VideoVortex #3 3.Dominic Pettman
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‘Love Me, Love My Avatar: The Libidinal Economy of Virtual Intimacy’
There is a popular conception amongst many Zeitgeist watchers, especially in places like the US, Western Europe and Australia, of the urbanized East as existing somehow further into the future. As William Gibson once stated: “The future is here; it just isn't equally distributed yet.” This kind of cultural fetishism extends to not only technolust, but the practices that new gadgets and electronics encourage. The phenomenon I'd like to focus on in this paper is that of virtual girlfriends and boyfriends: whether in the form of digital avatars, automated text messages, or episodic confessionals on YouTube. Such hyper-mediated encounters – which emerged from Japan, but are spreading unevenly over the globe – fascinate and appall those who still hold P2P romance IRL in high-esteem. A romantic relationship between a flesh-and-blood person and a computerized image seems like an insult to the intrinsically human and humanist discourse of courtship; and indeed it is.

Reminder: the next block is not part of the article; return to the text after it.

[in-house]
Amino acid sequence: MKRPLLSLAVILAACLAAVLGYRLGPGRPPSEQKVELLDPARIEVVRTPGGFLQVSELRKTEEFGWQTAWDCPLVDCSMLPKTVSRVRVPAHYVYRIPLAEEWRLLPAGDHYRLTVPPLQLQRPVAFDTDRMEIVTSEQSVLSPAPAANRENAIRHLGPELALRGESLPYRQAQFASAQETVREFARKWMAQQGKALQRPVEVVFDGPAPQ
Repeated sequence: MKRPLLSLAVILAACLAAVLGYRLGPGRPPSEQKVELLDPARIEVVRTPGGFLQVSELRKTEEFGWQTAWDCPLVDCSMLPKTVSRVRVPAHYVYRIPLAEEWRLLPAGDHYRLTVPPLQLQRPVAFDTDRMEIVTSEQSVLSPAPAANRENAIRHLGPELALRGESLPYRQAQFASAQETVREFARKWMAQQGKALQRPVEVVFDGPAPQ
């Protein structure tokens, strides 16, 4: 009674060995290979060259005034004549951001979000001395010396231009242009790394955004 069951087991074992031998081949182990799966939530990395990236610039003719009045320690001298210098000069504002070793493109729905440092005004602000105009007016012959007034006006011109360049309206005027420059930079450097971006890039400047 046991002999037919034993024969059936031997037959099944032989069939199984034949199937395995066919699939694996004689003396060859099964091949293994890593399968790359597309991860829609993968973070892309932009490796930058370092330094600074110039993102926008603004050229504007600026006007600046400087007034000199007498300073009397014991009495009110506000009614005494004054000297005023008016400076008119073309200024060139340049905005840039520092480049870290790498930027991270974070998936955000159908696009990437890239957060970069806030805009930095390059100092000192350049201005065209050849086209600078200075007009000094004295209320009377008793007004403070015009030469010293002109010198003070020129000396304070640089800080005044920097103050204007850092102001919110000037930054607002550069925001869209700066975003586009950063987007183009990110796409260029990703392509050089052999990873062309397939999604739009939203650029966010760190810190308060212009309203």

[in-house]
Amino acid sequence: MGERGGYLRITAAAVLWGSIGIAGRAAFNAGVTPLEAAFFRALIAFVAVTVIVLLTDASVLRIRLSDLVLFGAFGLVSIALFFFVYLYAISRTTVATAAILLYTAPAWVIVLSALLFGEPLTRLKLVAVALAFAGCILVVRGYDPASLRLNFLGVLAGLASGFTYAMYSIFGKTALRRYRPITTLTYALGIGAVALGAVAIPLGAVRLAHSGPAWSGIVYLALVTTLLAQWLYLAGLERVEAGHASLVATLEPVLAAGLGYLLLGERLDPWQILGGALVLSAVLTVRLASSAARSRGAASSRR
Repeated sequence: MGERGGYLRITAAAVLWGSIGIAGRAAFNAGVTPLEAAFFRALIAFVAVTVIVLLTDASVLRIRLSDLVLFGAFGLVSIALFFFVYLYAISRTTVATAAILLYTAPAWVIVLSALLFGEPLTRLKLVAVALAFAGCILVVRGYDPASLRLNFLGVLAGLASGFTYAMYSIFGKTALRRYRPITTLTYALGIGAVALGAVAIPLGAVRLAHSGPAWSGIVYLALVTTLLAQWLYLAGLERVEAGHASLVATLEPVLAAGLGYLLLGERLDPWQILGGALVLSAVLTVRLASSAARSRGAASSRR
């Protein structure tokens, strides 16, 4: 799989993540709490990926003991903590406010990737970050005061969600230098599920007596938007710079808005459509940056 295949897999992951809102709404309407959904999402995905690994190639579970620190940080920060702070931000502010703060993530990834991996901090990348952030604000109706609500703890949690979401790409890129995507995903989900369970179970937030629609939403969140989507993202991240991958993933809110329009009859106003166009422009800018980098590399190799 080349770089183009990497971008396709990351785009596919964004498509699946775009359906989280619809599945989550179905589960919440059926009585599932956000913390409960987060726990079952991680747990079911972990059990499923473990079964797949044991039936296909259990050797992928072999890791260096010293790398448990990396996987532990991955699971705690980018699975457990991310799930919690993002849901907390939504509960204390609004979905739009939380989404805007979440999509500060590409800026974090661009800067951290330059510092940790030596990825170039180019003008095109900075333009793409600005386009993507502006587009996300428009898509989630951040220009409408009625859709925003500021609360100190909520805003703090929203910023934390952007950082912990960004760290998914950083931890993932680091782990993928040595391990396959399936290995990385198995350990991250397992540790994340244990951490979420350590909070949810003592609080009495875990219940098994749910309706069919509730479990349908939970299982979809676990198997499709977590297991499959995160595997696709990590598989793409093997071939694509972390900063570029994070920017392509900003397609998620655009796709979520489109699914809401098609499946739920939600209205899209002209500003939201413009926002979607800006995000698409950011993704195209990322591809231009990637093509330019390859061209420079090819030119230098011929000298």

How does this perspective change, however, if we consider “love” as a technology? That is, as both a code with its own algorithmic parameters, and a discourse which challenges the hyper-rational assumptions of the “merely machinic.” Extending arguments articulated in my most recent book, Love and Other Technologies, this paper asks how the emergence of virtual dating, and other cybernetically-inflected treatments of romance, are working to undo our jealously-held notions of intimacy and identity. In doing so, this presentation seeks to explore the specific libidinal economy of user-generated online hubs, in order to suggest that we are witnessing the early coalescence of a new inclusive mode of community.
Dominic Pettman is an Associate Professor in the Culture and Media Department, Eugene Lang College, New School for the Liberal Arts. He has previously taught at the University of Melbourne, the University of Geneva, the University of Amsterdam, and the Integrated Digital Media Institute, Brooklyn Polytechnic. He is the author of After the Orgy: Toward a Politics of Exhaustion (SUNY, 2002), Avoiding the Subject: Media, Culture and the Object (AUP, 2004 – with Justin Clemens), and Love and Other Technologies: Retrofitting Eros for the Information Age (Fordham, 2006).
- Instituut voor Netwerk Cultuur
- Publication date:
- 17 November 2010